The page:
WASHINGTON - Congress is still debating how much authority the Trump administration should have over future military action against Iran.

House and Senate Democrats are separately drafting a War Powers Resolution that would limit the president’s military authority, and require congressional approval in the future. A vote is expected in the House by the end of the week, according to house speaker Nancy Pelosi. A vote in the Senate could depend on the upper chamber’s impeachment trial timeline, which has yet to be determined.

“I don’t think the president needs a permission slip from Congress when he’s acting in a way to keep Americans safe,” said Sen. Pat Toomey (R-Pa.), who defended the Trump administration’s drone strike over the weekend that killed Iranian Maj. Gen. Qasem Soleimani.

But for some lawmakers, including Toomey, reining in executive power on this issue isn’t as critical as it is in other areas. Toomey has been critical of Trump’s stance on trade. The Pennsylvania senator is the only open “no” vote on the U.S.-Mexico-Canada Agreement. (However, fellow Sen. Bill Cassidy (R-La.) joined Toomey in voting against the deal during a Senate Finance Committee markup on Tuesday. Together, they are the only two GOP senators opposed to the deal that attempts to modernize the 1990s-era North American Free Trade Agreement.)

When asked why not push for more congressional authority on military operations if he is open to reining in executive overreach on trade policy, Toomey said there is a big difference between the two issues.

“Part of the responsibility of the Commander-in-Chief is to keep Americans safe when he can,” Toomey explained. “Soleimani was clearly a threat to American lives.”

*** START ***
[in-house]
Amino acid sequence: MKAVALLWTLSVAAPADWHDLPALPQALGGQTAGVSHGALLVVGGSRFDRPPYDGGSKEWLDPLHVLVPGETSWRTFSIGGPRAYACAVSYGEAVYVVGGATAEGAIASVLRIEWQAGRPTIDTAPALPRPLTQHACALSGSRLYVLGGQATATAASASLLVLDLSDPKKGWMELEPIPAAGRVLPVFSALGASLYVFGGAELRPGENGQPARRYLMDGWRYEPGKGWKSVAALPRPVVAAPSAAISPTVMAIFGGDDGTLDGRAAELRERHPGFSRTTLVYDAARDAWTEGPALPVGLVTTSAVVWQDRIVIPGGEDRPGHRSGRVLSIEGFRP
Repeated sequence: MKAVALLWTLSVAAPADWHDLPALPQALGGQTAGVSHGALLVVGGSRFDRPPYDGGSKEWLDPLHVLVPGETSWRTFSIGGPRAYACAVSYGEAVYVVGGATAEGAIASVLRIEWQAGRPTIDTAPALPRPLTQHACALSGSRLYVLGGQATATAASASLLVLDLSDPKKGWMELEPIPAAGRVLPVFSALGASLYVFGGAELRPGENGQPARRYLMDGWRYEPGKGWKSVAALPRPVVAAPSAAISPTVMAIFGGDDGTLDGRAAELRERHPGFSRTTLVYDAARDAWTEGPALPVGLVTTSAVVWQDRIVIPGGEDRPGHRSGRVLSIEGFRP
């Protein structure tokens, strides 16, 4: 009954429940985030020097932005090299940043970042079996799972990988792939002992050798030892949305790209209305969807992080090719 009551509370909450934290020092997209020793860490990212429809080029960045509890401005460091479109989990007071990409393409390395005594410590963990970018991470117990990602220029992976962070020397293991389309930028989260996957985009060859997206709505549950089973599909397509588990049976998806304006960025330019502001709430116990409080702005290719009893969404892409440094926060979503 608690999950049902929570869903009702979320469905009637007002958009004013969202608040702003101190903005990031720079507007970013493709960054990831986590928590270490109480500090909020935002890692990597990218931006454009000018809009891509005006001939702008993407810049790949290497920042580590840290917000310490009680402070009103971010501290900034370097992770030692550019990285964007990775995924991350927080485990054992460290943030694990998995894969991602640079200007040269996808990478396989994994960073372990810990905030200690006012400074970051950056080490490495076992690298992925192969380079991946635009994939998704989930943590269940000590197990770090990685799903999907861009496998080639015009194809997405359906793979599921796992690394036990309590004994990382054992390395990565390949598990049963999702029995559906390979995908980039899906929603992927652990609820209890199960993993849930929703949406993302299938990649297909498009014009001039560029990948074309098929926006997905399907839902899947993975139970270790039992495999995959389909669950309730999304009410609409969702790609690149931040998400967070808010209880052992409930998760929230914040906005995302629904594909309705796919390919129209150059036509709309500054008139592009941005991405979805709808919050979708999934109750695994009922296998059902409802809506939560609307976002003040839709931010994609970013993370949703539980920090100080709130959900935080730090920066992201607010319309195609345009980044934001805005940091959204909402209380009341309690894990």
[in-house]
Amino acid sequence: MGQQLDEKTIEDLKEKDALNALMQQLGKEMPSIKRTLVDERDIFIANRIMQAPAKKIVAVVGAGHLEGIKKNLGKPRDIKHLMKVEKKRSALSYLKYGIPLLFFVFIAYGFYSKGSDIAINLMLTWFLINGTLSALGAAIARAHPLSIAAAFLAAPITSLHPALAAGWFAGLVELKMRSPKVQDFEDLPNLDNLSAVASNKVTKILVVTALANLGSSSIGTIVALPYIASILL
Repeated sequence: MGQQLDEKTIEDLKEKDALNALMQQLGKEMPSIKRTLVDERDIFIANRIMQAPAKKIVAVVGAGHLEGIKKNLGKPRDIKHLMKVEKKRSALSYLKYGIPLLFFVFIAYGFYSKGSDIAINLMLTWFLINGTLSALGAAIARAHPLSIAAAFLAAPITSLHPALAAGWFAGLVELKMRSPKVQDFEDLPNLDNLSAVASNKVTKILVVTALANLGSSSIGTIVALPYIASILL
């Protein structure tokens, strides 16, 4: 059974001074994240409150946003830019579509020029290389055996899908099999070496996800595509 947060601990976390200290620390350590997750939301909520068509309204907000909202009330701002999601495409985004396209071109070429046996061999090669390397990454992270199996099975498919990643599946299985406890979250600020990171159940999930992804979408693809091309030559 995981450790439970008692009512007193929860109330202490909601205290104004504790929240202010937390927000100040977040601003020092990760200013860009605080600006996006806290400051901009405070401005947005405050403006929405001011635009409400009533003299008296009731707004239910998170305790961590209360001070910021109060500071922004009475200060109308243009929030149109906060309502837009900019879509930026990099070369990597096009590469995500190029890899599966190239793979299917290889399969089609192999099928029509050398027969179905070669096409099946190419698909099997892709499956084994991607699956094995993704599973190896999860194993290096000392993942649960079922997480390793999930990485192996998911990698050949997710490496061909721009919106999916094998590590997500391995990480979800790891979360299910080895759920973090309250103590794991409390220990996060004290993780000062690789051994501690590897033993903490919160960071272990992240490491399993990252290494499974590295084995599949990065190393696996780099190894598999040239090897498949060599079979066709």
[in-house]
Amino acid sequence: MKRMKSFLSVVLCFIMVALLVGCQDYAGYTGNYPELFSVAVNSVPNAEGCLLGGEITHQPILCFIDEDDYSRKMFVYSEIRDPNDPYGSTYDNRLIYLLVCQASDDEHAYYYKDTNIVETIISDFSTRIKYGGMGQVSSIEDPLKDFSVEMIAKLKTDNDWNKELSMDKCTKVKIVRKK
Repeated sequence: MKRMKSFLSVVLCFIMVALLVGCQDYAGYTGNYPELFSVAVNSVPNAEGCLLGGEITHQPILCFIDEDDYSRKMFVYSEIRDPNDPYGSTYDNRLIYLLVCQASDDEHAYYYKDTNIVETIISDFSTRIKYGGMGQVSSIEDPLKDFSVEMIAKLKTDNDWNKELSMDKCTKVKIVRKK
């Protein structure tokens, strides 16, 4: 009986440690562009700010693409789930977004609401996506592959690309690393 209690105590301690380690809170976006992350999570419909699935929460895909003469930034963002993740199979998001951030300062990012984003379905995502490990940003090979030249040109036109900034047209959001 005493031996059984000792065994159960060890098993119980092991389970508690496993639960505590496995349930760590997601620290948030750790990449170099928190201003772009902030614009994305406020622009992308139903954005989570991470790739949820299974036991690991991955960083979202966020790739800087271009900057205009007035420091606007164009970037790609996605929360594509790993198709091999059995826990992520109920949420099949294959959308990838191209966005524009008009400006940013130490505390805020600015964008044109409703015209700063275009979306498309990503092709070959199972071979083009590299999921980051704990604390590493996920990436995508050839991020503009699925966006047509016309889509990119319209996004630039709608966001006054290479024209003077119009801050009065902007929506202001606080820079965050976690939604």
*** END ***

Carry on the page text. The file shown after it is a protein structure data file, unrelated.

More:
But some senators are worried Trump’s actions could lead the United States into further military action, possibly even war, if Congress doesn’t check the executive branch now.

Sen. Kirsten Gillibrand (D-N.Y.) is urging the Senate to consider her legislation that would reform the 1970s-era War Powers Resolution. First introduced in November, her proposal would re-write a law passed after the September 11th attacks that currently gives presidents more power to pursue military operations without congressional approval.

Gillibrand’s proposal would repeal the 2001 and 2002 laws, known as the Authorization for Use of Military Force, and require the president to provide Congress with a clear objective for military action. It would also authorize military action for only two years.

“I’m deeply concerned that Congress has lost our authority and ability to decide when to declare war,” Gillibrand said in November. “The truth is that constant deployment and mission creep is not what the Framers intended.”

“I think it’s very clear that the president made this decision out of a menu of options that have been presented to him, and he picked the one that was probably going to lead to the most consequential kinds of events that we’re now seeing,” said Sen. Mazie Hirono (D-Hawaii).

On Wednesday, senators are scheduled to receive a detailed classified briefing about last week’s attack, Toomey said.